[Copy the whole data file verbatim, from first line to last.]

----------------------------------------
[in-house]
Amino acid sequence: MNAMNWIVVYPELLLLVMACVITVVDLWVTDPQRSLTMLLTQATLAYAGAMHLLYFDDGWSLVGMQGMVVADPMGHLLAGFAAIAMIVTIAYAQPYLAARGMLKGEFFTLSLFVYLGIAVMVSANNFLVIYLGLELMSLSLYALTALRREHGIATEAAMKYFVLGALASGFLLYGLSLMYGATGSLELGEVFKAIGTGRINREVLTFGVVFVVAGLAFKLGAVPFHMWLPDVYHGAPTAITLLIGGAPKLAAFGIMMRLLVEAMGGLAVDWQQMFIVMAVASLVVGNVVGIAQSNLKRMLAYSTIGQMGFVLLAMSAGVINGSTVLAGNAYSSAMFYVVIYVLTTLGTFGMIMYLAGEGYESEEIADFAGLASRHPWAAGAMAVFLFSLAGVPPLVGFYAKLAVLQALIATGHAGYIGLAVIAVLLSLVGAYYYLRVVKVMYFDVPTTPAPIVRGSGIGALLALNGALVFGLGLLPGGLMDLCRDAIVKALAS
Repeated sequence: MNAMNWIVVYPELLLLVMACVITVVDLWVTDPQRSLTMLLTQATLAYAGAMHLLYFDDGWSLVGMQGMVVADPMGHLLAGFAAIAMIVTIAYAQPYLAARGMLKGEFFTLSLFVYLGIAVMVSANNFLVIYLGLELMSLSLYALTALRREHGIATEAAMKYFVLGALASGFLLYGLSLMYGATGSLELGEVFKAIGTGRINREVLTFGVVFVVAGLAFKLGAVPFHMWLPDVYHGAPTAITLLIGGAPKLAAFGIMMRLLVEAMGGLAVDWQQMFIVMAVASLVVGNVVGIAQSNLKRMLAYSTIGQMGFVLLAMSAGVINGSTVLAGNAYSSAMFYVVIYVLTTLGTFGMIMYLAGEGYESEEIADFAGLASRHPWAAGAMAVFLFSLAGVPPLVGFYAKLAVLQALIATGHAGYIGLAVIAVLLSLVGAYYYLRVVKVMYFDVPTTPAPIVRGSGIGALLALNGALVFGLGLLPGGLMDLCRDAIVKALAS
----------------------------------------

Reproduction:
[in-house]
Amino acid sequence: MNAMNWIVVYPELLLLVMACVITVVDLWVTDPQRSLTMLLTQATLAYAGAMHLLYFDDGWSLVGMQGMVVADPMGHLLAGFAAIAMIVTIAYAQPYLAARGMLKGEFFTLSLFVYLGIAVMVSANNFLVIYLGLELMSLSLYALTALRREHGIATEAAMKYFVLGALASGFLLYGLSLMYGATGSLELGEVFKAIGTGRINREVLTFGVVFVVAGLAFKLGAVPFHMWLPDVYHGAPTAITLLIGGAPKLAAFGIMMRLLVEAMGGLAVDWQQMFIVMAVASLVVGNVVGIAQSNLKRMLAYSTIGQMGFVLLAMSAGVINGSTVLAGNAYSSAMFYVVIYVLTTLGTFGMIMYLAGEGYESEEIADFAGLASRHPWAAGAMAVFLFSLAGVPPLVGFYAKLAVLQALIATGHAGYIGLAVIAVLLSLVGAYYYLRVVKVMYFDVPTTPAPIVRGSGIGALLALNGALVFGLGLLPGGLMDLCRDAIVKALAS
Repeated sequence: MNAMNWIVVYPELLLLVMACVITVVDLWVTDPQRSLTMLLTQATLAYAGAMHLLYFDDGWSLVGMQGMVVADPMGHLLAGFAAIAMIVTIAYAQPYLAARGMLKGEFFTLSLFVYLGIAVMVSANNFLVIYLGLELMSLSLYALTALRREHGIATEAAMKYFVLGALASGFLLYGLSLMYGATGSLELGEVFKAIGTGRINREVLTFGVVFVVAGLAFKLGAVPFHMWLPDVYHGAPTAITLLIGGAPKLAAFGIMMRLLVEAMGGLAVDWQQMFIVMAVASLVVGNVVGIAQSNLKRMLAYSTIGQMGFVLLAMSAGVINGSTVLAGNAYSSAMFYVVIYVLTTLGTFGMIMYLAGEGYESEEIADFAGLASRHPWAAGAMAVFLFSLAGVPPLVGFYAKLAVLQALIATGHAGYIGLAVIAVLLSLVGAYYYLRVVKVMYFDVPTTPAPIVRGSGIGALLALNGALVFGLGLLPGGLMDLCRDAIVKALAS